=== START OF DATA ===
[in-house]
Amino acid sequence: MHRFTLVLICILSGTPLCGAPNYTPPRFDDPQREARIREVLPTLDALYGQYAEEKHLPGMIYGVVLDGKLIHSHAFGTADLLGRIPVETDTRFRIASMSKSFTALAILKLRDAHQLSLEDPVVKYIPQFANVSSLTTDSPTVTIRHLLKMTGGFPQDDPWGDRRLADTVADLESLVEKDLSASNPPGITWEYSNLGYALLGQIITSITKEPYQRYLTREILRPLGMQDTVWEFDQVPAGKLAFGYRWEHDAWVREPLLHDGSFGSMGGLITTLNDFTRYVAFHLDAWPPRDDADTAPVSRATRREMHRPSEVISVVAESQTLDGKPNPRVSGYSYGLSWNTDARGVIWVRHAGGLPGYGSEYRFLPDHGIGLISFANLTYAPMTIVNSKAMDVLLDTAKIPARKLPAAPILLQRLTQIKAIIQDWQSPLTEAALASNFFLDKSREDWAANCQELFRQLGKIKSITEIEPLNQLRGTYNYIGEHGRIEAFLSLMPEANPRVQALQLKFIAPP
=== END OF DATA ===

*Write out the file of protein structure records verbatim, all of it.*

[in-house]
Amino acid sequence: MHRFTLVLICILSGTPLCGAPNYTPPRFDDPQREARIREVLPTLDALYGQYAEEKHLPGMIYGVVLDGKLIHSHAFGTADLLGRIPVETDTRFRIASMSKSFTALAILKLRDAHQLSLEDPVVKYIPQFANVSSLTTDSPTVTIRHLLKMTGGFPQDDPWGDRRLADTVADLESLVEKDLSASNPPGITWEYSNLGYALLGQIITSITKEPYQRYLTREILRPLGMQDTVWEFDQVPAGKLAFGYRWEHDAWVREPLLHDGSFGSMGGLITTLNDFTRYVAFHLDAWPPRDDADTAPVSRATRREMHRPSEVISVVAESQTLDGKPNPRVSGYSYGLSWNTDARGVIWVRHAGGLPGYGSEYRFLPDHGIGLISFANLTYAPMTIVNSKAMDVLLDTAKIPARKLPAAPILLQRLTQIKAIIQDWQSPLTEAALASNFFLDKSREDWAANCQELFRQLGKIKSITEIEPLNQLRGTYNYIGEHGRIEAFLSLMPEANPRVQALQLKFIAPP